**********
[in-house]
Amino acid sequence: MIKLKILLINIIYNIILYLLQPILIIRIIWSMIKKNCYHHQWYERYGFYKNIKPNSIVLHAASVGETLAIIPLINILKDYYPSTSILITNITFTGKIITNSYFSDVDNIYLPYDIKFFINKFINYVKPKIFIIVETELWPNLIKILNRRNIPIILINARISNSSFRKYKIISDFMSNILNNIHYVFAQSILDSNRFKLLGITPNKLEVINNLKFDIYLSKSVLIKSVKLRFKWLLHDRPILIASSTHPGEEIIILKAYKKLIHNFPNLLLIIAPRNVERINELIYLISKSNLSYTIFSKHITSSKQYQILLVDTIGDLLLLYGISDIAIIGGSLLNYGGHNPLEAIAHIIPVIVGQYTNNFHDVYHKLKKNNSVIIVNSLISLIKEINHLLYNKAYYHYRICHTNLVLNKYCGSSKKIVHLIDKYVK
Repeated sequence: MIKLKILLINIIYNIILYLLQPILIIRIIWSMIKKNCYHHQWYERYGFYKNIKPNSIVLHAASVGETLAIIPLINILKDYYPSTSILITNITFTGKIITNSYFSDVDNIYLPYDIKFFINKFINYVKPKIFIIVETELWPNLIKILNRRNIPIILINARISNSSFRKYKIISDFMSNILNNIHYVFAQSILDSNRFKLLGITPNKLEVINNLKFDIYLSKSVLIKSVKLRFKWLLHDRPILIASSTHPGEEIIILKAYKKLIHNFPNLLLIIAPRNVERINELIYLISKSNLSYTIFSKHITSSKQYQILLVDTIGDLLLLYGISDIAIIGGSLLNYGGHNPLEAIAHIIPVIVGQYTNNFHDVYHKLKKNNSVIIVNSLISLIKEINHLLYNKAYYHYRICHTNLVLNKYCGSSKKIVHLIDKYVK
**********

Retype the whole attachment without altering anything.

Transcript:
[in-house]
Amino acid sequence: MIKLKILLINIIYNIILYLLQPILIIRIIWSMIKKNCYHHQWYERYGFYKNIKPNSIVLHAASVGETLAIIPLINILKDYYPSTSILITNITFTGKIITNSYFSDVDNIYLPYDIKFFINKFINYVKPKIFIIVETELWPNLIKILNRRNIPIILINARISNSSFRKYKIISDFMSNILNNIHYVFAQSILDSNRFKLLGITPNKLEVINNLKFDIYLSKSVLIKSVKLRFKWLLHDRPILIASSTHPGEEIIILKAYKKLIHNFPNLLLIIAPRNVERINELIYLISKSNLSYTIFSKHITSSKQYQILLVDTIGDLLLLYGISDIAIIGGSLLNYGGHNPLEAIAHIIPVIVGQYTNNFHDVYHKLKKNNSVIIVNSLISLIKEINHLLYNKAYYHYRICHTNLVLNKYCGSSKKIVHLIDKYVK
Repeated sequence: MIKLKILLINIIYNIILYLLQPILIIRIIWSMIKKNCYHHQWYERYGFYKNIKPNSIVLHAASVGETLAIIPLINILKDYYPSTSILITNITFTGKIITNSYFSDVDNIYLPYDIKFFINKFINYVKPKIFIIVETELWPNLIKILNRRNIPIILINARISNSSFRKYKIISDFMSNILNNIHYVFAQSILDSNRFKLLGITPNKLEVINNLKFDIYLSKSVLIKSVKLRFKWLLHDRPILIASSTHPGEEIIILKAYKKLIHNFPNLLLIIAPRNVERINELIYLISKSNLSYTIFSKHITSSKQYQILLVDTIGDLLLLYGISDIAIIGGSLLNYGGHNPLEAIAHIIPVIVGQYTNNFHDVYHKLKKNNSVIIVNSLISLIKEINHLLYNKAYYHYRICHTNLVLNKYCGSSKKIVHLIDKYVK